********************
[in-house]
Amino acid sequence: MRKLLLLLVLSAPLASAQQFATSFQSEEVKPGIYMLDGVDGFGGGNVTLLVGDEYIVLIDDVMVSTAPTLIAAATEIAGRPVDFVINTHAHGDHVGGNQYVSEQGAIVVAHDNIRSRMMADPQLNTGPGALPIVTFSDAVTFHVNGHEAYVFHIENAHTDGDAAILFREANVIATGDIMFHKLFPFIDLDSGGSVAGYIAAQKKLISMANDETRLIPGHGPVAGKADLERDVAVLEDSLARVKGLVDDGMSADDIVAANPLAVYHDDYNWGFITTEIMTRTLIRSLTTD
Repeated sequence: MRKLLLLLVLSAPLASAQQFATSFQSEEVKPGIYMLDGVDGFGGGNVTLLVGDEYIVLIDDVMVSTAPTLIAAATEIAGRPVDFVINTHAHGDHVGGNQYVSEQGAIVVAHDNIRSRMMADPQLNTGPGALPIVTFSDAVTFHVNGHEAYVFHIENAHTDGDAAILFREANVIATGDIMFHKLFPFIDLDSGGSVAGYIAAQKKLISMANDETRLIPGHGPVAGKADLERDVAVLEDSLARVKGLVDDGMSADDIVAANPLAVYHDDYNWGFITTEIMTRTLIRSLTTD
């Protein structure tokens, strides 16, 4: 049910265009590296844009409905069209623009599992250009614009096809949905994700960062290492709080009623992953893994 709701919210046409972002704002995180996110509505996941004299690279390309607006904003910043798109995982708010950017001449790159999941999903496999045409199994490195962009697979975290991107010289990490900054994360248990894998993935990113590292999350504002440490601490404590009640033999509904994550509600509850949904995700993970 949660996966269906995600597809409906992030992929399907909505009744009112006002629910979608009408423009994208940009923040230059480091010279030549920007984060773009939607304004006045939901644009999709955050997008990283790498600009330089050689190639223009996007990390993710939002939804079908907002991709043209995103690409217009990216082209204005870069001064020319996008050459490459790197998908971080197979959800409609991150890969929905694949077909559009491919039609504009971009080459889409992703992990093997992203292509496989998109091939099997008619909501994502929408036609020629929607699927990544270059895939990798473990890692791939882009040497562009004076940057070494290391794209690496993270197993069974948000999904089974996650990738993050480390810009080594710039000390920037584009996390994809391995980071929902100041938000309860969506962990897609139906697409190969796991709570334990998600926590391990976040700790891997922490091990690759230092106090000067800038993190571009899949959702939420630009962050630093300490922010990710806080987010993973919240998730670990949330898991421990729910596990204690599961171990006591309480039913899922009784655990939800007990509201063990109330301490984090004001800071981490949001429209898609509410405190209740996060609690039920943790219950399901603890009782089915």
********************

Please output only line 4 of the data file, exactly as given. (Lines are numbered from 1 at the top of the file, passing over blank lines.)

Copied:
């Protein structure tokens, strides 16, 4: 049910265009590296844009409905069209623009599992250009614009096809949905994700960062290492709080009623992953893994 709701919210046409972002704002995180996110509505996941004299690279390309607006904003910043798109995982708010950017001449790159999941999903496999045409199994490195962009697979975290991107010289990490900054994360248990894998993935990113590292999350504002440490601490404590009640033999509904994550509600509850949904995700993970 949660996966269906995600597809409906992030992929399907909505009744009112006002629910979608009408423009994208940009923040230059480091010279030549920007984060773009939607304004006045939901644009999709955050997008990283790498600009330089050689190639223009996007990390993710939002939804079908907002991709043209995103690409217009990216082209204005870069001064020319996008050459490459790197998908971080197979959800409609991150890969929905694949077909559009491919039609504009971009080459889409992703992990093997992203292509496989998109091939099997008619909501994502929408036609020629929607699927990544270059895939990798473990890692791939882009040497562009004076940057070494290391794209690496993270197993069974948000999904089974996650990738993050480390810009080594710039000390920037584009996390994809391995980071929902100041938000309860969506962990897609139906697409190969796991709570334990998600926590391990976040700790891997922490091990690759230092106090000067800038993190571009899949959702939420630009962050630093300490922010990710806080987010993973919240998730670990949330898991421990729910596990204690599961171990006591309480039913899922009784655990939800007990509201063990109330301490984090004001800071981490949001429209898609509410405190209740996060609690039920943790219950399901603890009782089915």